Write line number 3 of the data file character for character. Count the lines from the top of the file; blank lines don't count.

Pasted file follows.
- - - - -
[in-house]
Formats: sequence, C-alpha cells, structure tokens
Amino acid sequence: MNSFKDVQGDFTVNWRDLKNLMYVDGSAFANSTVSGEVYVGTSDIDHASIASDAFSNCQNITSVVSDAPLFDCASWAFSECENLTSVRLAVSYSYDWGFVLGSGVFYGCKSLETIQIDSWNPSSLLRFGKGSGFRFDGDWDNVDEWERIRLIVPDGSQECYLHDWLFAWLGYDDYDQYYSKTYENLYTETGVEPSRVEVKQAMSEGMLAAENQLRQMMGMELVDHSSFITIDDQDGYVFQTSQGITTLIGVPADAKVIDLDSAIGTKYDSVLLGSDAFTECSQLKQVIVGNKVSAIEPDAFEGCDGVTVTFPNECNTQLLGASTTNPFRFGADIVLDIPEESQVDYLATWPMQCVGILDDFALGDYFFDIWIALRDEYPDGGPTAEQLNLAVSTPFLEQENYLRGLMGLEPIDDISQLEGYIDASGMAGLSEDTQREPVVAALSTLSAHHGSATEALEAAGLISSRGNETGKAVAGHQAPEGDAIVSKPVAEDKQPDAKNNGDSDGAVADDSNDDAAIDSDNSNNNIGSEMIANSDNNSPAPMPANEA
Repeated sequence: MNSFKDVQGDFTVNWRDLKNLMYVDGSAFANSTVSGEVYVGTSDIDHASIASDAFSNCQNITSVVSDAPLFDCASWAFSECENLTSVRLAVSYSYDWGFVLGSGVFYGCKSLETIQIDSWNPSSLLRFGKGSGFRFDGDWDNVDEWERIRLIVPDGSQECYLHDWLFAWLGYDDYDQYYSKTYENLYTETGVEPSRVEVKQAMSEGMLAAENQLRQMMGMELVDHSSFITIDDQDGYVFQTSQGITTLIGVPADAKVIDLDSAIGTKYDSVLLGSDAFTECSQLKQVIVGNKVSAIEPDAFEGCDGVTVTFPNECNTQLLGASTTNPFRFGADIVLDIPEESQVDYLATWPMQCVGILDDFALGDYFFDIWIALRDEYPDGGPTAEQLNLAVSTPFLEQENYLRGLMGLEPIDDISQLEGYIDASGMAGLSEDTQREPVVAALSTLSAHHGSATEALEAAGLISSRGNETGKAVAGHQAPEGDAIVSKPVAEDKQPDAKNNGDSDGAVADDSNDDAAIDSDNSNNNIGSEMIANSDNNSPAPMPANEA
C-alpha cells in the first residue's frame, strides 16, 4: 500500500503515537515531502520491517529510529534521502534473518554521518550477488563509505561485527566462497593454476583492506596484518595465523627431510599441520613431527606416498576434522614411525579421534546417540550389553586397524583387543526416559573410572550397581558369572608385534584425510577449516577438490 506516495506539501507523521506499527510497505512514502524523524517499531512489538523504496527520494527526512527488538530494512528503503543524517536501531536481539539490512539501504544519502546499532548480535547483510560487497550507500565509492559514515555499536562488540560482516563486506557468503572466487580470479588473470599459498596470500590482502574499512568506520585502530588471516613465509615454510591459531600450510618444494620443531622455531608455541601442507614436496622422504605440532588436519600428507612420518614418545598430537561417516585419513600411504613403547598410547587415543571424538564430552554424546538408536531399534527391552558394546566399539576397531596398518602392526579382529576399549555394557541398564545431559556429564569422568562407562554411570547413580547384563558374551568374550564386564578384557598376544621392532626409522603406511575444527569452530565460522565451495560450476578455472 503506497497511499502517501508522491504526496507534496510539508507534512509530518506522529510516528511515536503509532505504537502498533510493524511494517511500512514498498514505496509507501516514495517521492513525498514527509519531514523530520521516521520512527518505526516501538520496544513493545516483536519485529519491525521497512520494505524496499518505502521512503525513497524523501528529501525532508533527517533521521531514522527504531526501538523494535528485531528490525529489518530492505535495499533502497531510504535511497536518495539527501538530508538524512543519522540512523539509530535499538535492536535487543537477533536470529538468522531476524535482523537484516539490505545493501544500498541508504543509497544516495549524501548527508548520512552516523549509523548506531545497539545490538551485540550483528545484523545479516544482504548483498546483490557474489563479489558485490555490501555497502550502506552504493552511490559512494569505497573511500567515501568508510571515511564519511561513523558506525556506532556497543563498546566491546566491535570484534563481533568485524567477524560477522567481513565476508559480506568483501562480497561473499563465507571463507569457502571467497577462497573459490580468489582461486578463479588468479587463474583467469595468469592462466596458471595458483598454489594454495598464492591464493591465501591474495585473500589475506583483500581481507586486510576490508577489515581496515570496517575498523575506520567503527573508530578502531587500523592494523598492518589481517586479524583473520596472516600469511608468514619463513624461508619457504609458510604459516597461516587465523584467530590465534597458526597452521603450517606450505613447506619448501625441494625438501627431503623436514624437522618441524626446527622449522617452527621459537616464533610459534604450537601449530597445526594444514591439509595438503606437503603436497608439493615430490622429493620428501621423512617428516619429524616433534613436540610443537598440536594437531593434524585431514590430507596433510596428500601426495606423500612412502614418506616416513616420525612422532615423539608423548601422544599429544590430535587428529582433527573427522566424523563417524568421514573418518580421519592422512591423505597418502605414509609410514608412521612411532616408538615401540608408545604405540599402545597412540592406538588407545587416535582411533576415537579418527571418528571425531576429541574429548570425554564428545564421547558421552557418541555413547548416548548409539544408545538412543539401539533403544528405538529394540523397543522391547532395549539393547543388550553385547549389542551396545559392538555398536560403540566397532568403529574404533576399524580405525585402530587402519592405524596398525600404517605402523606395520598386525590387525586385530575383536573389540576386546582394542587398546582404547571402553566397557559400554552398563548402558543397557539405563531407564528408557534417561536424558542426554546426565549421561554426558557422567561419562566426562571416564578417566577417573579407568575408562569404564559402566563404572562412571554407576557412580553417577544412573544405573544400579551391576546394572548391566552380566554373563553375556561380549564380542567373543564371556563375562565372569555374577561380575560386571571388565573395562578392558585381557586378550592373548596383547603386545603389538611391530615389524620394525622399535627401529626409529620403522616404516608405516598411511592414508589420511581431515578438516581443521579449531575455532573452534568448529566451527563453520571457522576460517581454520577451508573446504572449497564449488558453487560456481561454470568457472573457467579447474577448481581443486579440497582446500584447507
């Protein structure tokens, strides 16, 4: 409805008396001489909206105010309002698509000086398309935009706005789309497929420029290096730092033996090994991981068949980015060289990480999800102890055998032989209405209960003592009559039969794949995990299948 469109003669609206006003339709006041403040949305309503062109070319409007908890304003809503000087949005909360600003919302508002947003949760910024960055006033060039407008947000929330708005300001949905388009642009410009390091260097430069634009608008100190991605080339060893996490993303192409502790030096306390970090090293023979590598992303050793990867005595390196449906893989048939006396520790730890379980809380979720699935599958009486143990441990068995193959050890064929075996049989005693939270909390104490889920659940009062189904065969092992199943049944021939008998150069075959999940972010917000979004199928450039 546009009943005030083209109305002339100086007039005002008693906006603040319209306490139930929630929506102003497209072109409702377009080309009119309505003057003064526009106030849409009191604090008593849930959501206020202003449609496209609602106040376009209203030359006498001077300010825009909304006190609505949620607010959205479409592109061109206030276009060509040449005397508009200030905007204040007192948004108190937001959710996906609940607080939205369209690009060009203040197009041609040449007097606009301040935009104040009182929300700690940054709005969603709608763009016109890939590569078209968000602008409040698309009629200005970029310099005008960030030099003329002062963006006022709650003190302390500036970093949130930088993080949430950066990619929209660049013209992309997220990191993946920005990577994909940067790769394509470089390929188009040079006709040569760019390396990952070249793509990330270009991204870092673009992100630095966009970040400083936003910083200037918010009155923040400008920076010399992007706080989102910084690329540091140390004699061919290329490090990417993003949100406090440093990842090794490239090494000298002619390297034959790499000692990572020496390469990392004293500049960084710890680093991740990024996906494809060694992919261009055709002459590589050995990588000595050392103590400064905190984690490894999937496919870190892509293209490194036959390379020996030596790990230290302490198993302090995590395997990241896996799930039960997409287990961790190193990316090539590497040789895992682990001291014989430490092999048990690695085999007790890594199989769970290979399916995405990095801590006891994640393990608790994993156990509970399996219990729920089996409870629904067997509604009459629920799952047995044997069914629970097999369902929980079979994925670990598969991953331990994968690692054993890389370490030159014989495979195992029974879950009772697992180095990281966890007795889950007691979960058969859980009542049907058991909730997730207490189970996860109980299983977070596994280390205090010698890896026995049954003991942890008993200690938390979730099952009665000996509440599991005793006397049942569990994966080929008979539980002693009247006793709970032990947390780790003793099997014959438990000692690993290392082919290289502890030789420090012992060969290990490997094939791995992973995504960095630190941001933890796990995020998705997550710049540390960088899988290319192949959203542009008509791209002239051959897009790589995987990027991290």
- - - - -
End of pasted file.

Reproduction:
Amino acid sequence: MNSFKDVQGDFTVNWRDLKNLMYVDGSAFANSTVSGEVYVGTSDIDHASIASDAFSNCQNITSVVSDAPLFDCASWAFSECENLTSVRLAVSYSYDWGFVLGSGVFYGCKSLETIQIDSWNPSSLLRFGKGSGFRFDGDWDNVDEWERIRLIVPDGSQECYLHDWLFAWLGYDDYDQYYSKTYENLYTETGVEPSRVEVKQAMSEGMLAAENQLRQMMGMELVDHSSFITIDDQDGYVFQTSQGITTLIGVPADAKVIDLDSAIGTKYDSVLLGSDAFTECSQLKQVIVGNKVSAIEPDAFEGCDGVTVTFPNECNTQLLGASTTNPFRFGADIVLDIPEESQVDYLATWPMQCVGILDDFALGDYFFDIWIALRDEYPDGGPTAEQLNLAVSTPFLEQENYLRGLMGLEPIDDISQLEGYIDASGMAGLSEDTQREPVVAALSTLSAHHGSATEALEAAGLISSRGNETGKAVAGHQAPEGDAIVSKPVAEDKQPDAKNNGDSDGAVADDSNDDAAIDSDNSNNNIGSEMIANSDNNSPAPMPANEA